Badass Ladies of History: Mary Jayne Gold

Sometimes the people who are best able to help are there at the right place and at the right time. Such is the case of American heiress Mary Jayne Gold, a wealthy, WASP-y girl from the Chicago area who had fled to Marseilles with a friend’s child in tow.

A French edition of Mary Jayne’s memoir.

Desperate to get to the United States, she turned to the American Relief Center, headed by American journalist Varian Fry, only to be swept up in one of the most heroic efforts of Americans in war-torn Europe before the United States officially entered World War II in 1941.

Mary Jayne Gold was born in Evanston, Illinois, in 1909. She attended finishing school in Italy and lived abroad in Europe for ten years, flying her own plane from city to city to engage in pre-war café society. But when France surrendered to Germany in 1940, Mary Jayne’s glittering life came to a grinding halt. She tried to take the two-year-old son of Daniel and Theo Bénédite, Peterkin, with her to the United States, but since he had no papers, there was no way they could travel. After reuniting the child with his mother in Biarritz, Mary Jayne headed to Marseille, intent on returning home.

And then, as Gold wrote later:

Thanks to the efforts of my new friend Miriam Davenport, I next became a member of Varian Fry’s American Relief Center (the Marseille operation of New York’s Emergency Rescue Committee), which performed an amazing Scarlet Pimpernel operation after the fall of France. spiriting out of the country by legal or illegal means hundreds of anti-Nazi intellectual and political refugees. By a clause in the French Armistice they were now subject to extradition and death in Hitler’s Europe. The collaborationist Vichy government refused to grant them exit visas in order to keep them on the shelf waiting to be picked up by the Gestapo. Among our famous “clients” were André Breton, Marc Chagall, Lion Feutchwanger, Jacques Hadamard, Konrad Heiden, Otto Meyerhoff, Walter Mehring, Victor Serge, Franz Werfel. To the list of notabilities were added many rank and file militants who were in equal danger. All told about two thousand individuals were assisted in one way or another.

Miriam Davenport, Mary Jayne Gold, and Raymond Couraud, also known as killer in Mary Jayne’s memoir.

It was Mary Jayne’s money that helped obtain visas and passage out of France for the refugees and cover the administrative costs as the group operated from Air-Bel, a villa located outside of Marseilles. Mary Jayne hoped that her love affair with Raymond Courard, whom she named in her memoirs as Killer, a deserter from the French foreign legion who had by that time become involved in the Corsican mafia in Marseilles, would offer some connections to Fry, but it soon became apparent that Killer wanted nothing to do with the American Relief Center. Since her relationship with Killer proved to be dangerous, Mary Jayne stepped back from helping Fry, even though she still offered monetary support. Killer’s gangster life only put Mary Jayne in more and more danger, and as the police were closing in, Killer went off to fight in the British army and became a war hero. He later would always state that “those were his glorious years and [Mary Jayne] had given them to him.”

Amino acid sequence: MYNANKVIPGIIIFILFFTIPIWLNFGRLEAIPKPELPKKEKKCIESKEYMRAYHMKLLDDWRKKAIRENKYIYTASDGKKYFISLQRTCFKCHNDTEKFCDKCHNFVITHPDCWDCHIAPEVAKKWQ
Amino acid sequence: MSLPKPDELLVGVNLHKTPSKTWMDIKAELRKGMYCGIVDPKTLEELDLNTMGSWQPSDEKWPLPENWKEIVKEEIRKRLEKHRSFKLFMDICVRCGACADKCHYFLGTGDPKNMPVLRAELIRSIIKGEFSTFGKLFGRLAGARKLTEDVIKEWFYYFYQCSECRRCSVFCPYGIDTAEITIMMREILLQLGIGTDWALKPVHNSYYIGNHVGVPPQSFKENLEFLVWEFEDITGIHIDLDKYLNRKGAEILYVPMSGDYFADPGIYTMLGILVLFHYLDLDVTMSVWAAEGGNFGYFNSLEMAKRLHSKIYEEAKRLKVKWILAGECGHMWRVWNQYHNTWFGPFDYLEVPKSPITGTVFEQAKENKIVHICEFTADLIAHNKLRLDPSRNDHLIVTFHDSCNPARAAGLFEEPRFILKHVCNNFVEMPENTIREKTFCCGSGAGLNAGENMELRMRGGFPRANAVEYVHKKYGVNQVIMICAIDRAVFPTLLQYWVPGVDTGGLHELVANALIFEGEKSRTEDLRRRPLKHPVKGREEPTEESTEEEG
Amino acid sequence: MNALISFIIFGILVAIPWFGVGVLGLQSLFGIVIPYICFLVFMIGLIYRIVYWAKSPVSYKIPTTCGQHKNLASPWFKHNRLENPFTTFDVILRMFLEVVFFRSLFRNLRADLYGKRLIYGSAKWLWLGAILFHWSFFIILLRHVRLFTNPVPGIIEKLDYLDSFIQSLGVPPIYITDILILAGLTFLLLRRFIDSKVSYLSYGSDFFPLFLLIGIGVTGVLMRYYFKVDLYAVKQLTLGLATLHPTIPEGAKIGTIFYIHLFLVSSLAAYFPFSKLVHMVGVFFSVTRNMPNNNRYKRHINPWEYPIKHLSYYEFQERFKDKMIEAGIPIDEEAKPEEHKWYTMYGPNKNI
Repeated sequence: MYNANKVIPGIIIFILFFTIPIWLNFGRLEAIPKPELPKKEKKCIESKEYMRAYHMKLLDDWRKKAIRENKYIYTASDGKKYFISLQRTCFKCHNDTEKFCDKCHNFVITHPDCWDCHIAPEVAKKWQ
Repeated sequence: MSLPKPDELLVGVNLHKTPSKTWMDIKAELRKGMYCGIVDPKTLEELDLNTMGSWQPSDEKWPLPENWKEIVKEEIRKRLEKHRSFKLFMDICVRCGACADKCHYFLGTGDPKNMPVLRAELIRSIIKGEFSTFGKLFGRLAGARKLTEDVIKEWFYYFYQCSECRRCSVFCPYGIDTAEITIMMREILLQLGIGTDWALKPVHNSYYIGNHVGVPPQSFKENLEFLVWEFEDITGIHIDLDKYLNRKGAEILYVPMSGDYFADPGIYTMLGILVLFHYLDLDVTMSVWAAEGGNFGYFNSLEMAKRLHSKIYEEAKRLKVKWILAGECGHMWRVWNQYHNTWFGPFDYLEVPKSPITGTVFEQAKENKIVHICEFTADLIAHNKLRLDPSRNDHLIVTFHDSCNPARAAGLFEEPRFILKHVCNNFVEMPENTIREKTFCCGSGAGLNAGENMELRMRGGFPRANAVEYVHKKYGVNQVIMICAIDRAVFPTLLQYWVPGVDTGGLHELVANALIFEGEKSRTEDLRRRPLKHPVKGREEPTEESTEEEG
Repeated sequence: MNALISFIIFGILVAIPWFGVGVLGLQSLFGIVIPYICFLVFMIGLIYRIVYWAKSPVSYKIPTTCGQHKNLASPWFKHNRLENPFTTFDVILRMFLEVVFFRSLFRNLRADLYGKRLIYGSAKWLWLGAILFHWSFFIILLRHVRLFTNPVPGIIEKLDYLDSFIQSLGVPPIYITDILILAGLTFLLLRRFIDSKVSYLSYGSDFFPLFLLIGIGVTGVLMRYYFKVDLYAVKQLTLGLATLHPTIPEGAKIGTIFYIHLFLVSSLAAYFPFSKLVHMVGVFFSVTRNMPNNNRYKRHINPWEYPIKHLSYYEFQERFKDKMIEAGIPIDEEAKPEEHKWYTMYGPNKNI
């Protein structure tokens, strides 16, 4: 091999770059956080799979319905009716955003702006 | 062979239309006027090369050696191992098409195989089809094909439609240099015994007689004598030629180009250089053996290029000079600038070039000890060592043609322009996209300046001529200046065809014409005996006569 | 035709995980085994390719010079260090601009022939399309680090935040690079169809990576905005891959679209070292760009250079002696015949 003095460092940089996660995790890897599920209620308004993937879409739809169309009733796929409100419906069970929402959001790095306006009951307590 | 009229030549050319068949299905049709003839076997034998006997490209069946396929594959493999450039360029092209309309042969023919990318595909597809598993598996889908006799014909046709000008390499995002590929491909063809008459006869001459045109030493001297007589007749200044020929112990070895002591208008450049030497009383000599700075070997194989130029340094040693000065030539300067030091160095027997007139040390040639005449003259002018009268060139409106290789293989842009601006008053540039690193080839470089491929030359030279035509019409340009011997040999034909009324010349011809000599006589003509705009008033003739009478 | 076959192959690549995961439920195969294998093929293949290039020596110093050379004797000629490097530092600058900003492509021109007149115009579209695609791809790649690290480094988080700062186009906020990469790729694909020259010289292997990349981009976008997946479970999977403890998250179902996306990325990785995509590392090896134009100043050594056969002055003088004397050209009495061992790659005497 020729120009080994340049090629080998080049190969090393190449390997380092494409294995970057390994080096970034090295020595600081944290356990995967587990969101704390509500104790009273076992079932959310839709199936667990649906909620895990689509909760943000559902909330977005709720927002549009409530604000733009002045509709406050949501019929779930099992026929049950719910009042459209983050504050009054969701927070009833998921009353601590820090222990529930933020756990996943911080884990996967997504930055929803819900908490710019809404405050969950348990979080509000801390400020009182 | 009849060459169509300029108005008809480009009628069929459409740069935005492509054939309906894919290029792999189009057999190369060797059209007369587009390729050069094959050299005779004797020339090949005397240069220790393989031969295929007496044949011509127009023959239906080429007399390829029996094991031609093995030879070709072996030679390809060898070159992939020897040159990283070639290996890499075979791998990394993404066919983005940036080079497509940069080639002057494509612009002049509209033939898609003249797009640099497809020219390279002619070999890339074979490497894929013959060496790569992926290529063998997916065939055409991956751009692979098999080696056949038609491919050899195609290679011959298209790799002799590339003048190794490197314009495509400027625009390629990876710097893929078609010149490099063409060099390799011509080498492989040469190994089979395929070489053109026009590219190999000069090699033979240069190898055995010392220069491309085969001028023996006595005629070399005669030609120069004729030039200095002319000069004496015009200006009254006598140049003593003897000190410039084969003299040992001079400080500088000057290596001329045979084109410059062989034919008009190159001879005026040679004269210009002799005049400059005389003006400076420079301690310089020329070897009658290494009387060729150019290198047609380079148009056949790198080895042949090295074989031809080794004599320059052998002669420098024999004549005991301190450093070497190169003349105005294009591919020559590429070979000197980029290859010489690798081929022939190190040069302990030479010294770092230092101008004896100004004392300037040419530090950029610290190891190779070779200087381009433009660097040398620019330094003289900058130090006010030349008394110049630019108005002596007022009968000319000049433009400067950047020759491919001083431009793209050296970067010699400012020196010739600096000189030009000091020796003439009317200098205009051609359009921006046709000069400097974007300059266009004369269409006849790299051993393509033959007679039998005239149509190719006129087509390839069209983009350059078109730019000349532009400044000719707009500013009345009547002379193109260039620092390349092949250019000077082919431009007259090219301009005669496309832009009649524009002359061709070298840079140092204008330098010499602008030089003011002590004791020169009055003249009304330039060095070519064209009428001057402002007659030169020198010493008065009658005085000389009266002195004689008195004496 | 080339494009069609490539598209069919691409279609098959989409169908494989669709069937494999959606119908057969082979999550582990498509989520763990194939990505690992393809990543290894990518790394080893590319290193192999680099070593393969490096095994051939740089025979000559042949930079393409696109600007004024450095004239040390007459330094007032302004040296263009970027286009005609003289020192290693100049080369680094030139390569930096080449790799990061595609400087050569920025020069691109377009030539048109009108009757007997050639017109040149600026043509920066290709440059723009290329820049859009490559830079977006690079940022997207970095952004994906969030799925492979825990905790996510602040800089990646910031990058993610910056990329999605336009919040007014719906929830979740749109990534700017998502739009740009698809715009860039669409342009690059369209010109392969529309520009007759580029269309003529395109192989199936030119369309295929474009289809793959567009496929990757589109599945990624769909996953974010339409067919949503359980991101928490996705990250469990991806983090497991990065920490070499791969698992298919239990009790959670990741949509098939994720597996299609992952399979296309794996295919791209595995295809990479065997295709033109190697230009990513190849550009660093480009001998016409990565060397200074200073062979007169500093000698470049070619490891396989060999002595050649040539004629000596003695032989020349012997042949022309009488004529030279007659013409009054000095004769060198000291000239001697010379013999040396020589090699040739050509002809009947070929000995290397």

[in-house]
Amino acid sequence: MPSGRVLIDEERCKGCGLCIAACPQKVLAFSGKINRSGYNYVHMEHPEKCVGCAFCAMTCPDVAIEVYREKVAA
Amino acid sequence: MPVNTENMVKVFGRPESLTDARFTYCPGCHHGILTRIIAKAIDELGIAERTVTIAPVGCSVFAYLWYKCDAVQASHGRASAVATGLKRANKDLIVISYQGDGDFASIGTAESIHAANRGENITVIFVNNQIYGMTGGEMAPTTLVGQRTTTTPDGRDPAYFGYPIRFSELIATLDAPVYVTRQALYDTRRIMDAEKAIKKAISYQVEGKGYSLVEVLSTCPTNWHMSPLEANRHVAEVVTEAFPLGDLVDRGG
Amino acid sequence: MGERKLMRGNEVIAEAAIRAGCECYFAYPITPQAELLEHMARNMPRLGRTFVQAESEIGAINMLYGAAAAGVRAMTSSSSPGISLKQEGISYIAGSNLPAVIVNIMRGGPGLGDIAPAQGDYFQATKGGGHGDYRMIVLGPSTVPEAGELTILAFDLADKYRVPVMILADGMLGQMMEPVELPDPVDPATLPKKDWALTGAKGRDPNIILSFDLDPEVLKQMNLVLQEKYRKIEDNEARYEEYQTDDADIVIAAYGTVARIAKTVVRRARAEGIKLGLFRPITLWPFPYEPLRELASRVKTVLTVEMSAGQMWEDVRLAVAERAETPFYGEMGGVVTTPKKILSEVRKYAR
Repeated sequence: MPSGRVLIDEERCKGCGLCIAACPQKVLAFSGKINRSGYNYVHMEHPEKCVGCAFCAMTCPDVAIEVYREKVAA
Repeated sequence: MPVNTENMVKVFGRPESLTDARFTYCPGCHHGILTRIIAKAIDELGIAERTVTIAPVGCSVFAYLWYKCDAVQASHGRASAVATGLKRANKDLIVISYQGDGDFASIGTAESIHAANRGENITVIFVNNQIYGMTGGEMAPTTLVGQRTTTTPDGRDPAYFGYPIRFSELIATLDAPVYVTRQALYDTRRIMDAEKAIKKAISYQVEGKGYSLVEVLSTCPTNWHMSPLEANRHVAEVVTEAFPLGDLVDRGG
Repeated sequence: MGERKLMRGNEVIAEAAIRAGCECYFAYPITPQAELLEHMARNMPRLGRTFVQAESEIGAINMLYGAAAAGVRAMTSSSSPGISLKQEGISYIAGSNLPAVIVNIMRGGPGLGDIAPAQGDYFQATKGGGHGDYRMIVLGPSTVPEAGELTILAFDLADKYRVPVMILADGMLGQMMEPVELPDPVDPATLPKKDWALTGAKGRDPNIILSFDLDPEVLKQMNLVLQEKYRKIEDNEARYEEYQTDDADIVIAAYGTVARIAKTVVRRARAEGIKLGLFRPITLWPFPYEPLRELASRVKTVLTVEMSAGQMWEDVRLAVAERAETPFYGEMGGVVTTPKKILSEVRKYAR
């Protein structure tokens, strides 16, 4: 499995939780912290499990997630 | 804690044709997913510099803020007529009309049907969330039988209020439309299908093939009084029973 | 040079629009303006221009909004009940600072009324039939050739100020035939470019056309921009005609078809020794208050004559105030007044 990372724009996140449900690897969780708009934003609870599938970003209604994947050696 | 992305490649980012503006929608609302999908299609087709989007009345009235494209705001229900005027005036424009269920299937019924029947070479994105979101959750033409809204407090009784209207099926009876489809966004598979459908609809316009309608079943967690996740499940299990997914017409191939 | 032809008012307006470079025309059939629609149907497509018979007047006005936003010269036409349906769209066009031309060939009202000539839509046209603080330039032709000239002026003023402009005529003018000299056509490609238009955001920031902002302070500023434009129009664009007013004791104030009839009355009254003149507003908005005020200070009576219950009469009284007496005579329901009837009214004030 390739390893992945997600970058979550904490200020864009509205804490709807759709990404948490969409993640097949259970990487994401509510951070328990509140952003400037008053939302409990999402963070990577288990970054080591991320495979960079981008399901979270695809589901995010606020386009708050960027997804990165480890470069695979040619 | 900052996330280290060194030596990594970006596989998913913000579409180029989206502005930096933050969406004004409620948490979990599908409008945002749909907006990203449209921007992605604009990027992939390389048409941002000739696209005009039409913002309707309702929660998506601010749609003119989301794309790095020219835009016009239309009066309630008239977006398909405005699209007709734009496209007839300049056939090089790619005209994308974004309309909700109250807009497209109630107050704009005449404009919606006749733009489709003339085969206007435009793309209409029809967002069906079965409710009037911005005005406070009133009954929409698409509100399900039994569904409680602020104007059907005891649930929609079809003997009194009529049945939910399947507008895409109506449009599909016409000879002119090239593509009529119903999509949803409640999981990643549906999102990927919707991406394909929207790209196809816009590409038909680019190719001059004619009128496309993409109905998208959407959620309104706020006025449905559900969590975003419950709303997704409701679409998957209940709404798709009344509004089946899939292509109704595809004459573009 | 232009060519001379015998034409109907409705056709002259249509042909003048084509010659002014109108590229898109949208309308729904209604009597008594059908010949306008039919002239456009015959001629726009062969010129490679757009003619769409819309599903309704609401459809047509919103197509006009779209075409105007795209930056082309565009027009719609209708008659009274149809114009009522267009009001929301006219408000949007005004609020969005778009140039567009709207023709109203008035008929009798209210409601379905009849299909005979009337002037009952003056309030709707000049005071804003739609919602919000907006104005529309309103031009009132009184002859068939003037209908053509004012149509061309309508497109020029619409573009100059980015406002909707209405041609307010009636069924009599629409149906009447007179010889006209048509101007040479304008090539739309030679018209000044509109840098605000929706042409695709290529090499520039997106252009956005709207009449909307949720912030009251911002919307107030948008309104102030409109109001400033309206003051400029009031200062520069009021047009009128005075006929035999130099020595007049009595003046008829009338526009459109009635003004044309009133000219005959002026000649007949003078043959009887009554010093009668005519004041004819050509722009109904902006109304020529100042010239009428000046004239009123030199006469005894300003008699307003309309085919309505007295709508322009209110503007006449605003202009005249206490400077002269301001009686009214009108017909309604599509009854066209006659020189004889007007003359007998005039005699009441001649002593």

Mary Jayne worked with the committee for a few more months until she herself headed to Lisbon to return to the United States, She eventually wrote a memoir about her experiences with Varian Fry, called Crossroads Marseille 1940. She spent the rest of her life in New York, St. Tropez, and her villa in France, and she and Miriam Davenport remained good friends until her death in October 1997.

Varian Fry at work at the American Relief Center in Marseille.

Mary Jayne Gold could have fled back to the United States after France surrendered to Germany. Instead she remained and did what she could to assist some of Europe’s greatest intellectuals, artists, and writers in their flight from capture by the Gestapo. Time and time again, she risked her own life to do what she knew in her heart was right. It’s because of her conviction and efforts alongside Fry and Miriam Davenport that so many lives were saved.

“I was not there to witness the worst, only the beginning,” she wrote. “Even then, I was sometimes embarrassed into a sort of racialism – like being ashamed of belonging to the human race.” Yet as we’ve seen many times, witnessing human beings committing great evil inspires other human beings into doing what they can to keep it from happening to those who would be victimized. Mary Jayne Gold, along with Varian Fry, Paul Bénédite, Miriam Davenport, and others who worked for the American Relief Center in Marseilles at the time are to be hailed as heroes. Mary Jayne stood up to the tyranny of Nazi Germany and put her own freedom on the line to offer the refugees what she already had in the United States: the right to life, liberty, and the pursuit of happiness, without the threat of the Gestapo hanging over their heads.

Miriam Davenport Edel and Mary Jayne Gold, 1997

Provided is a link to the Wikipedia article on Varian Fry, which offers a list of many of the people Mary Jayne helped to save.

For more information about Mary Jayne Gold, Varian Fry, and the Rescue Aid Society, read A Hero of Our Own: The Story of Varian Fry by Sheila Isenberg and Fry’s own memoir Surrender on Demand. Please also visit the homepage of the Varian Fry Society, www.varianfry.org. There is also a museum exhibit about Fry and his efforts that tours now and then. I saw it at Chicago’s Field Museum in June of 1998.

Source: “Mary Jayne Gold.”  <www.varianfry.org>

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